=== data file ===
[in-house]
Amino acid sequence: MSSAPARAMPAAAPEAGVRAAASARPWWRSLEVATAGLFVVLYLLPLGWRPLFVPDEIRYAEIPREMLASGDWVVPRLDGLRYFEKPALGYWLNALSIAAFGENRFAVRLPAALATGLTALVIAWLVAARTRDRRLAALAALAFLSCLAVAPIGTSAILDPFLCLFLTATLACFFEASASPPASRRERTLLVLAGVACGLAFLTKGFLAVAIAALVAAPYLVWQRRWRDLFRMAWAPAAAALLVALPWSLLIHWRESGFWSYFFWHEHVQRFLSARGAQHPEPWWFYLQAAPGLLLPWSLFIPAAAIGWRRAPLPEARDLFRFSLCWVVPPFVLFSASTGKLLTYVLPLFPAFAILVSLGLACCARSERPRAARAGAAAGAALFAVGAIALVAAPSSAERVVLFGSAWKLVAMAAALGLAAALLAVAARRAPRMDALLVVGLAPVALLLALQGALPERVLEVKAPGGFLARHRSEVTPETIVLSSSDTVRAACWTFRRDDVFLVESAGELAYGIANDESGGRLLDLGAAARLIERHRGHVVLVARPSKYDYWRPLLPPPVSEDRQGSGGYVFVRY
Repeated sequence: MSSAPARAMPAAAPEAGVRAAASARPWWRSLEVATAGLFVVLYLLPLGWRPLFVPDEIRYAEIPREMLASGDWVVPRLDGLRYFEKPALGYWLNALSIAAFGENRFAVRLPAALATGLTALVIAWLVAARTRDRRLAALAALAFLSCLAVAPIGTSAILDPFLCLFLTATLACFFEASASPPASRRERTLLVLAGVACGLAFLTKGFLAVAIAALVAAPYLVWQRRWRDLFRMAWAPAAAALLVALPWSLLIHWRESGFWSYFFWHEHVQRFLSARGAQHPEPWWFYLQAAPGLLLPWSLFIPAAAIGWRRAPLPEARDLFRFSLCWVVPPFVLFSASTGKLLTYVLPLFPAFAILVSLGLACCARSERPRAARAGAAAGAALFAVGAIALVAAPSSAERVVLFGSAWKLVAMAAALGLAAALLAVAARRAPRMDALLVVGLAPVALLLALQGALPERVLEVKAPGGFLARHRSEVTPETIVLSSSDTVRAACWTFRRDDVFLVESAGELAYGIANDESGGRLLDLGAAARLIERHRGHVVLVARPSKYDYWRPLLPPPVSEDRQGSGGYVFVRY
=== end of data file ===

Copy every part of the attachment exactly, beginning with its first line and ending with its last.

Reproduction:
[in-house]
Amino acid sequence: MSSAPARAMPAAAPEAGVRAAASARPWWRSLEVATAGLFVVLYLLPLGWRPLFVPDEIRYAEIPREMLASGDWVVPRLDGLRYFEKPALGYWLNALSIAAFGENRFAVRLPAALATGLTALVIAWLVAARTRDRRLAALAALAFLSCLAVAPIGTSAILDPFLCLFLTATLACFFEASASPPASRRERTLLVLAGVACGLAFLTKGFLAVAIAALVAAPYLVWQRRWRDLFRMAWAPAAAALLVALPWSLLIHWRESGFWSYFFWHEHVQRFLSARGAQHPEPWWFYLQAAPGLLLPWSLFIPAAAIGWRRAPLPEARDLFRFSLCWVVPPFVLFSASTGKLLTYVLPLFPAFAILVSLGLACCARSERPRAARAGAAAGAALFAVGAIALVAAPSSAERVVLFGSAWKLVAMAAALGLAAALLAVAARRAPRMDALLVVGLAPVALLLALQGALPERVLEVKAPGGFLARHRSEVTPETIVLSSSDTVRAACWTFRRDDVFLVESAGELAYGIANDESGGRLLDLGAAARLIERHRGHVVLVARPSKYDYWRPLLPPPVSEDRQGSGGYVFVRY
Repeated sequence: MSSAPARAMPAAAPEAGVRAAASARPWWRSLEVATAGLFVVLYLLPLGWRPLFVPDEIRYAEIPREMLASGDWVVPRLDGLRYFEKPALGYWLNALSIAAFGENRFAVRLPAALATGLTALVIAWLVAARTRDRRLAALAALAFLSCLAVAPIGTSAILDPFLCLFLTATLACFFEASASPPASRRERTLLVLAGVACGLAFLTKGFLAVAIAALVAAPYLVWQRRWRDLFRMAWAPAAAALLVALPWSLLIHWRESGFWSYFFWHEHVQRFLSARGAQHPEPWWFYLQAAPGLLLPWSLFIPAAAIGWRRAPLPEARDLFRFSLCWVVPPFVLFSASTGKLLTYVLPLFPAFAILVSLGLACCARSERPRAARAGAAAGAALFAVGAIALVAAPSSAERVVLFGSAWKLVAMAAALGLAAALLAVAARRAPRMDALLVVGLAPVALLLALQGALPERVLEVKAPGGFLARHRSEVTPETIVLSSSDTVRAACWTFRRDDVFLVESAGELAYGIANDESGGRLLDLGAAARLIERHRGHVVLVARPSKYDYWRPLLPPPVSEDRQGSGGYVFVRY